Pleiades star cluster, aka the Seven Sisters.
The Pleiades star cluster – also known as the Seven Sisters or M45 – is visible from virtually every place that humanity inhabits Earth’s globe. It can be seen from as far north as the north pole, and farther south than the southernmost tip of South America. It looks like a tiny misty dipper of stars. Follow the links below to learn more about the Pleiades.
The Pleiades, Hyades and Orion.
How to see the Pleiades. If you’re familiar with the famous constellation Orion, it can help you be sure you’ve found the Pleiades. The image at right shows Orion at the bottom left. See the three stars in a row? That’s Orion’s Belt. Draw a line through the three stars of Orion’s Belt to the right – and you come to a V-shaped pattern of stars with a bright star in its midst. The V-shaped pattern is the Face of Taurus the Bull. The bright star in the V – called Aldebaran – depicts the Bull’s Eye. A bit past Aldebaran, you’ll see the Pleiades cluster, which marks the Bull’s Shoulder. In our image, the Pleiades cluster is at the top right.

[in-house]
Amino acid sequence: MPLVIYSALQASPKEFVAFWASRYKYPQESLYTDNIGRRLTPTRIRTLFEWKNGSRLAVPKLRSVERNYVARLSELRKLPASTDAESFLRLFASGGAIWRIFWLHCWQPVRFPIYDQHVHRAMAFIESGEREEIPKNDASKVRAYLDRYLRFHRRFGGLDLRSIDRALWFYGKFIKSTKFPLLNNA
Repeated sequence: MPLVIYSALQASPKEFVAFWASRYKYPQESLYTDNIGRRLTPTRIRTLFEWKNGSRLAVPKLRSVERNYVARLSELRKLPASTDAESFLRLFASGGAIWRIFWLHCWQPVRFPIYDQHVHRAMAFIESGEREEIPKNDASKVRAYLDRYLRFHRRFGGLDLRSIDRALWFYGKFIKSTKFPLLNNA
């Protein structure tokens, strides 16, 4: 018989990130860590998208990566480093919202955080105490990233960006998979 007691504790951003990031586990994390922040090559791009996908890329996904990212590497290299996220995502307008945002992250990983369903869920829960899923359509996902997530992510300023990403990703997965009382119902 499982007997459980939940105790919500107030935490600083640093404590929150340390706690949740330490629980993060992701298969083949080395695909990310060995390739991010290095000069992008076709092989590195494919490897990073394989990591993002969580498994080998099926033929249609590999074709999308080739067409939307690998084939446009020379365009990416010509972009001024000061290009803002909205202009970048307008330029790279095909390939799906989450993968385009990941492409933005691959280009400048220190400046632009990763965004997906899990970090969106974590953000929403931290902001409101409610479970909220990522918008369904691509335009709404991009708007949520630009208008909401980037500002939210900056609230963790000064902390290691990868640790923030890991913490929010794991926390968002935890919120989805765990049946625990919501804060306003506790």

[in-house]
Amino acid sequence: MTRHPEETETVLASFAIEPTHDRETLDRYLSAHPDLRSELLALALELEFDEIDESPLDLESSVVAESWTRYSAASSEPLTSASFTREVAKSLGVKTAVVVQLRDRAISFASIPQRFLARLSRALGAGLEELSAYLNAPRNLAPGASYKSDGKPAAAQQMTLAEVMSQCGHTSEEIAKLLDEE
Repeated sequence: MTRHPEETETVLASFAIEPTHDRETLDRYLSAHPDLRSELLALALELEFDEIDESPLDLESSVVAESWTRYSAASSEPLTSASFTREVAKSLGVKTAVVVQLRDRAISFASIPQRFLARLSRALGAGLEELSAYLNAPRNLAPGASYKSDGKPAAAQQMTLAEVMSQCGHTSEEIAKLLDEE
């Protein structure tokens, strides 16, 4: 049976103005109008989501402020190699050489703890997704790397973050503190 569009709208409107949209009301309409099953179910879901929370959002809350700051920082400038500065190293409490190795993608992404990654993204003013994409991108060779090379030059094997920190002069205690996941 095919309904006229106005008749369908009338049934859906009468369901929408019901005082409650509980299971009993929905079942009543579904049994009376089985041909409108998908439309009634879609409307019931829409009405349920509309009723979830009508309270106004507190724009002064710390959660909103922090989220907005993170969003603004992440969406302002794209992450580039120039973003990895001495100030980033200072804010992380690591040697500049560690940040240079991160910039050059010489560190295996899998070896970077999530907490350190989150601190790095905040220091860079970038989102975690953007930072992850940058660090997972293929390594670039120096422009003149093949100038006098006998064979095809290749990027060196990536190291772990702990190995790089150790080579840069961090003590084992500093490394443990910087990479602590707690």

Aldebaran, Arabic for follower, is thought to be in reference to this star forever chasing the Pleiades across the heavens. As a general rule, the Pleiades cluster rises into the eastern sky before Aldebaran rises, and sets in the west before Aldebaran sets. The only exception to this rule happens at far southern latitudes – like at South America’s Tierra del Fuego – where the Pleiades rise a short while after Aldebaran rises.
In our Northern Hemispheres skies, the Pleiades cluster is associated with the winter season. It’s easy to imagine this misty patch of icy-blue suns as hoarfrost clinging to the dome of night. Frosty November is often called the month of the Pleiades, because it’s at this time that the Pleiades shine from dusk until dawn. But you can see the Pleiades cluster in the evening sky well into April.